For the hybrid puzzles where you have some combination of moves from {face, vertex, edge} the rule of thumb is usually that the combination is easier than either by themselves. Sometimes there are exceptions but they tend to happen when you combine two very shallow cut puzzles or two fully deep-cut puzzles.

It is almost always the case that adding a shallow cut puzzle to a deep cut one makes the deep cut puzzle much easier.

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 Post subject: Re: Chopasaurus plus Megaminx: Harder or easier?
PostPosted: Wed Nov 02, 2011 1:09 am 
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wwwmwww wrote:
If a sequence of turns on a Chopasaurus can result in the edges, corners, and face center being rotated by 72 degrees on just one face then the answer is no. You've just replaced that sequence of turns with one turn and thus its easier. I don't know is such a sequence exists or not but I'd love to know.
Without super stickers on the centers you can't see the center orientation and such a routine does exist. I could find it for you using Gelatinbrain's 1.2.9 puzzle but it would be several hundred moves long. With visible center orientations the best you can do is rotate everything around the center without twisting the center.

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 Post subject: Re: Chopasaurus plus Megaminx: Harder or easier?
PostPosted: Wed Nov 02, 2011 9:17 am 
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I know how to solve the chopasaurus corners but nothing else on it. I haven't ever seriously attempted to find the whole solution and do it on gelatinbrain's applet. I think the most benefit of adding the megaminx cuts would be the much easier setupmoves and freedom. That could just be me though. By saying I know how to solve the corners I don't even say that I could in a reasonable amount of moves and time. I have a routine but that's it. Just like with the 24 cube. I know 2 different pure 3 cycles but still never solved it.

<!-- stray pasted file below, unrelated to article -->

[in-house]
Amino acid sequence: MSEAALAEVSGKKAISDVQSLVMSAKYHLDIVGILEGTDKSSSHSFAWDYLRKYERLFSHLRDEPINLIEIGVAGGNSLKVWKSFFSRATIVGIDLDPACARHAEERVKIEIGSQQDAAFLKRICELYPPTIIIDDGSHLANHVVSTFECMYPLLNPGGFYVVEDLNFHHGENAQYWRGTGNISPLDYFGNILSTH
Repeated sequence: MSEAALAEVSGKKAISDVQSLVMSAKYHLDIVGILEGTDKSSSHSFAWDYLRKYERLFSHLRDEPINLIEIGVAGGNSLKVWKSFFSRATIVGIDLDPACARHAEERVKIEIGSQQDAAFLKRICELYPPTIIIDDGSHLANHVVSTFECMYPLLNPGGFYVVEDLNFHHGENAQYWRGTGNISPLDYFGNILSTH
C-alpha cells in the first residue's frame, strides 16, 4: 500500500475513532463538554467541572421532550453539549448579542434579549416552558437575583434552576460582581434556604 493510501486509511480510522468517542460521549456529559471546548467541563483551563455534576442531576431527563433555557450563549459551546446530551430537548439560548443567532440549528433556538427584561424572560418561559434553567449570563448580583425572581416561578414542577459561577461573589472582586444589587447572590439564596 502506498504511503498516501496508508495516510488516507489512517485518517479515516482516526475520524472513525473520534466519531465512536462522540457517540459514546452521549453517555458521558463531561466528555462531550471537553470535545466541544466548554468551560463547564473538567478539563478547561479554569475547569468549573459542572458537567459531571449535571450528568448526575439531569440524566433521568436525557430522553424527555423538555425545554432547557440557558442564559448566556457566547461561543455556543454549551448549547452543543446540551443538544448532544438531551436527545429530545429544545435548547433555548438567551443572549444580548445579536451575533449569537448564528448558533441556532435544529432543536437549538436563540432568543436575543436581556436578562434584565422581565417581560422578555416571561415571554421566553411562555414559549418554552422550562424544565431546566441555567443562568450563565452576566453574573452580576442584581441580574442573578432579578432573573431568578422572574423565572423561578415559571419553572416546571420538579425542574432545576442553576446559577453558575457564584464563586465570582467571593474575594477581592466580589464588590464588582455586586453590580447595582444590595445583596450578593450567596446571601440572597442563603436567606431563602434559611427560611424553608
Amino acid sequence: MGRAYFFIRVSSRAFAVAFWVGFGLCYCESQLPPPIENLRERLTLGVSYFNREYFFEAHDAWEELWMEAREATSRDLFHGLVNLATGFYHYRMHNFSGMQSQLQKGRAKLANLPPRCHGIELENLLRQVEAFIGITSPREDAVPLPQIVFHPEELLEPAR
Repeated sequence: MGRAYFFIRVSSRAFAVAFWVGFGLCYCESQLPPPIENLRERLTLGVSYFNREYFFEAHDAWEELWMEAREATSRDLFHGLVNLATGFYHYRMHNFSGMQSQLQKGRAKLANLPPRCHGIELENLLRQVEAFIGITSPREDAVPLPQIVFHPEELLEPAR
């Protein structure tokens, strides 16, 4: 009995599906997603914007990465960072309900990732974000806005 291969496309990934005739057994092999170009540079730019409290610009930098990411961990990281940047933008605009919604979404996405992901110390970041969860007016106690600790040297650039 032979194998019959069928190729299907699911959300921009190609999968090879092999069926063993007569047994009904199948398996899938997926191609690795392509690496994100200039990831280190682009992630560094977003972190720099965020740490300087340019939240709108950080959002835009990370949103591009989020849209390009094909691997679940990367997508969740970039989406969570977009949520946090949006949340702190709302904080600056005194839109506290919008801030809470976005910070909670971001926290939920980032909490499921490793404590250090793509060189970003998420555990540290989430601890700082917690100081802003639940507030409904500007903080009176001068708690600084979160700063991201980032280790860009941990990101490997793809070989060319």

I was sure that you had algs for the points and centers on the chopasaurus already for some longer time but just never did it, Brandon. I have been waiting for the day you solve it and the 24 cube too for some time now. :roll:

wwwmwww wrote:
[Split from here]
alaskajoe wrote:
Chopasaurus plus megaminx is way to much, even for Eric. :lol:
I got to thinking about this. Is it possible to get a Chopasaurus into the state it would be in if a Megaminx turn had been made? What if it was super-stickered? If the answer is yes why would anyone want to add Megaminx turns to a Chopasaurus... it would just make the puzzle easier? I don't know the answer to these questions and I'm not sure this is the best thread to ask them in but I'm very curious.

Carl


I just want to say that "too much" in my sentence was solely adressing the mechanical feat that the creation of such a puzzle would be. I didn't think it would be harder to solve. I am just really certain it would make the design even more difficult. Just wanted to add that. :D

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 Post subject: Re: Chopasaurus plus Megaminx: Harder or easier?
PostPosted: Wed Nov 02, 2011 9:40 am 
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alaskajoe wrote:
alaskajoe wrote:
Chopasaurus plus megaminx is way to much, even for Eric. :lol:
I just want to say that "too much" in my sentence was solely adressing the mechanical feat that the creation of such a puzzle would be. I didn't think it would be harder to solve. I am just really certain it would make the design even more difficult. Just wanted to add that. :D